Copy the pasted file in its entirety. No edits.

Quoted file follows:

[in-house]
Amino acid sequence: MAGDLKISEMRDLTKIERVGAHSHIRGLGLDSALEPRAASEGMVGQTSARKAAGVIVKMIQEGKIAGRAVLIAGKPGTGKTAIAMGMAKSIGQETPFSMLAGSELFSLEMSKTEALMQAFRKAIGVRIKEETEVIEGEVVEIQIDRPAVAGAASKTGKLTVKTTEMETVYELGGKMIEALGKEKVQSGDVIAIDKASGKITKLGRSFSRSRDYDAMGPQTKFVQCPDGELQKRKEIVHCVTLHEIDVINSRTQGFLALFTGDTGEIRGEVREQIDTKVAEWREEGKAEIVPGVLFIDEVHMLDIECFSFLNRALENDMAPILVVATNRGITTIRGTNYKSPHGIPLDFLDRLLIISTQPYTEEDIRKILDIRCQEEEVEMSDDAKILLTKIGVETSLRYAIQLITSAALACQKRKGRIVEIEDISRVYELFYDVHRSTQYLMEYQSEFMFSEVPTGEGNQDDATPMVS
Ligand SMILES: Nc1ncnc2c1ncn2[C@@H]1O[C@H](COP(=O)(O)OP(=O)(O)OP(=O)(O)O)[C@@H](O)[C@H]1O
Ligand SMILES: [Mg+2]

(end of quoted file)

[in-house]
Amino acid sequence: MAGDLKISEMRDLTKIERVGAHSHIRGLGLDSALEPRAASEGMVGQTSARKAAGVIVKMIQEGKIAGRAVLIAGKPGTGKTAIAMGMAKSIGQETPFSMLAGSELFSLEMSKTEALMQAFRKAIGVRIKEETEVIEGEVVEIQIDRPAVAGAASKTGKLTVKTTEMETVYELGGKMIEALGKEKVQSGDVIAIDKASGKITKLGRSFSRSRDYDAMGPQTKFVQCPDGELQKRKEIVHCVTLHEIDVINSRTQGFLALFTGDTGEIRGEVREQIDTKVAEWREEGKAEIVPGVLFIDEVHMLDIECFSFLNRALENDMAPILVVATNRGITTIRGTNYKSPHGIPLDFLDRLLIISTQPYTEEDIRKILDIRCQEEEVEMSDDAKILLTKIGVETSLRYAIQLITSAALACQKRKGRIVEIEDISRVYELFYDVHRSTQYLMEYQSEFMFSEVPTGEGNQDDATPMVS
Ligand SMILES: Nc1ncnc2c1ncn2[C@@H]1O[C@H](COP(=O)(O)OP(=O)(O)OP(=O)(O)O)[C@@H](O)[C@H]1O
Ligand SMILES: [Mg+2]